The Parks Alliance, which has also been subpoenaed, declined to discuss the fund, citing the city’s ongoing investigation.
The contributors were not just builders, however. PG&E gave $42,000 and the Recology waste management firm contributed $132,000. PG&E said it is cooperating with the corruption probe, while Recology said only that it has regularly given to the Parks Alliance as a “champion of parks and open spaces.”
The Chinatown Neighborhood Association also shows up as a contributor to the fund. Records show the Association gave $23,000 over the past five years, which it said was to cover the costs for a local non-profit youth group to help set up barricades for the annual Chinese New Year Festival. The records reflect those expenditures made from the fund.
The largest contributor, by far, however, was the Clean City Coalition. Nuru had previously served on its board. The non-profit donated about $700,000 to the fund over five years, a period in which it reaped nearly three times that much -- $2 million – in DPW issued grants. The coalition did not respond to questions about its payments into the fund.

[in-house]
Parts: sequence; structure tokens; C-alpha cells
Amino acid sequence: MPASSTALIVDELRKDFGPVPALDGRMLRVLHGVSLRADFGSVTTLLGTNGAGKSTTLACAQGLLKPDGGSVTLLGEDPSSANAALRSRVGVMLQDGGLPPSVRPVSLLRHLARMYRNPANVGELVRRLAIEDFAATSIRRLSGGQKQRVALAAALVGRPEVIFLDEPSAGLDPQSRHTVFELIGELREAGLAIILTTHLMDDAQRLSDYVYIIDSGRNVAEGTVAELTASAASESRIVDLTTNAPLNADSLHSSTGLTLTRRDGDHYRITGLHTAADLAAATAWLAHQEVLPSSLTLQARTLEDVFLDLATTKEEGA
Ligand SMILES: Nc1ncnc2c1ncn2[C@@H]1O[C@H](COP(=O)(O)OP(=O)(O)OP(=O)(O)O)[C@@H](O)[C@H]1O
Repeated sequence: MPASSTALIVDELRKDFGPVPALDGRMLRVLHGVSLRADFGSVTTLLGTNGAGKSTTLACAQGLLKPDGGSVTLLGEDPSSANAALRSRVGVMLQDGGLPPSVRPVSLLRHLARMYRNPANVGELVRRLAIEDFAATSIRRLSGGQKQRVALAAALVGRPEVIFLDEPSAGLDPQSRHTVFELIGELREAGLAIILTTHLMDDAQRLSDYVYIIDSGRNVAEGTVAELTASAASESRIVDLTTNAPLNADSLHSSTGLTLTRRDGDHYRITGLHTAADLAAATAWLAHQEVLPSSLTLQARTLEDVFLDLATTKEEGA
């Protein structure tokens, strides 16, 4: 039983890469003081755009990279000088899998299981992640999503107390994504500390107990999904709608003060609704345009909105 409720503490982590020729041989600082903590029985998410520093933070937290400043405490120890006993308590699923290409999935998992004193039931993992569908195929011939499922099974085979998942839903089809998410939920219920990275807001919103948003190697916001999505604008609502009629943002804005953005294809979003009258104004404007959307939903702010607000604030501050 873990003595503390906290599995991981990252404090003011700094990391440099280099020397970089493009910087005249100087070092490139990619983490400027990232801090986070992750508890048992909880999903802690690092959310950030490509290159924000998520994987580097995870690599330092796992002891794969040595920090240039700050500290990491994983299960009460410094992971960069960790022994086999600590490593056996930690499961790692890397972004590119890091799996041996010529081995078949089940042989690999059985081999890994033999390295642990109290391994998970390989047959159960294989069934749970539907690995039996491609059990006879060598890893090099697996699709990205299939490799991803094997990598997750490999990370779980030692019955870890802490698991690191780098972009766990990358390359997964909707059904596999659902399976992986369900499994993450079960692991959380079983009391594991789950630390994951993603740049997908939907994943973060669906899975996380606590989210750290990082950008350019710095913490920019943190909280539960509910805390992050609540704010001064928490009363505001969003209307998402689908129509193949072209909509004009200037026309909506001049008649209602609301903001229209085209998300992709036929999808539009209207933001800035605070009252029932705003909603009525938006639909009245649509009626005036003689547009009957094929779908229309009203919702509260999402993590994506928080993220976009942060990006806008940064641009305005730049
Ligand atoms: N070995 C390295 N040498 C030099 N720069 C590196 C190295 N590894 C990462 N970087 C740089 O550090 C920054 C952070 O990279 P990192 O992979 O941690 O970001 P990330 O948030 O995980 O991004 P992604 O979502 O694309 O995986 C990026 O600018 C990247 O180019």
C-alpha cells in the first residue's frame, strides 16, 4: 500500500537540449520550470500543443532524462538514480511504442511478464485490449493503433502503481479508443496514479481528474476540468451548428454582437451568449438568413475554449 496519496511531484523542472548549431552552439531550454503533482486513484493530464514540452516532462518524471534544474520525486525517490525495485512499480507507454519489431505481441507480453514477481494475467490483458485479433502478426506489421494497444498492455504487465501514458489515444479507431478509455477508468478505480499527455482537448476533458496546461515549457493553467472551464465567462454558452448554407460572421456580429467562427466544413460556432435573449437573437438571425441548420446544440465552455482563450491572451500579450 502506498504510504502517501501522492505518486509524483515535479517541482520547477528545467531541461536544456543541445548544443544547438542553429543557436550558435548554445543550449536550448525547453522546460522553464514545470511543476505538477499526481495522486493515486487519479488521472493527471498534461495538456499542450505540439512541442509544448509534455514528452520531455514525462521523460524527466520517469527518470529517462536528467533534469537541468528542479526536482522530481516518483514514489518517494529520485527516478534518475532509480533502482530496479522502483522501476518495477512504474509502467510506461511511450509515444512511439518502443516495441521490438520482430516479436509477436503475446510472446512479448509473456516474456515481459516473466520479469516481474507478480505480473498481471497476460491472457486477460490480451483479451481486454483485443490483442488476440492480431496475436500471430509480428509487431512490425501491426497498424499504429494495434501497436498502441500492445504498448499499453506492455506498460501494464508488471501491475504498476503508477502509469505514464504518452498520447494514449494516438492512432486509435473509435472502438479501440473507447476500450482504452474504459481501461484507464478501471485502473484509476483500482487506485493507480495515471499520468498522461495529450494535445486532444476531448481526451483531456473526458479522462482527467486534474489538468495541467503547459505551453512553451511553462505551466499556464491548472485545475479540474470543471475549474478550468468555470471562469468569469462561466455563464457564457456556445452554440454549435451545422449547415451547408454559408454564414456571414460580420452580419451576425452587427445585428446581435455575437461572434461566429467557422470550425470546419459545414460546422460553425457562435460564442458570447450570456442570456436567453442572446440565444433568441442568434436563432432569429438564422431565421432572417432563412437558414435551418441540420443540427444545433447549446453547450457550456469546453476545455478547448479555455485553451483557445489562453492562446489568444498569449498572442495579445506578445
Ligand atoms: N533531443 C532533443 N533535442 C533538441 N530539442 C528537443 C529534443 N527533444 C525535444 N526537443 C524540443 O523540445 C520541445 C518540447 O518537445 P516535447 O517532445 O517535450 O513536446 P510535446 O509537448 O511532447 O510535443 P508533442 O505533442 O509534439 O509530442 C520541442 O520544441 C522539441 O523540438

“Everything about this sounds shady,” said city Supervisor Matt Haney, who has pushed for an independent corruption probe.
Haney cited an authorization form, one of the documents disclosed by the city, as showing at least a half-dozen public works officials besides Nuru authorized payments.
“A lot of these other folks who were involved with this have some serious answering to do,” Haney said, “and most of them are still working for the city.”
The City Attorney’s office declined to comment on the specifics of its ongoing probe, but said in a statement:
"We are in the midst of a wide-ranging investigation that has included 24 subpoenas to date. That investigation continues, despite the pandemic, so we are not going to discuss specific details. But make no mistake, we are following the evidence wherever it leads. We're going to get to the bottom of this. The people of San Francisco deserve no less."
Kopp wonders why it took so long for someone to raise a red flag about the Parks Alliance account.
“What’s infuriating about this is,” he said, “it took some solid investigation, and not by a public employee, namely this television station to find these documents.”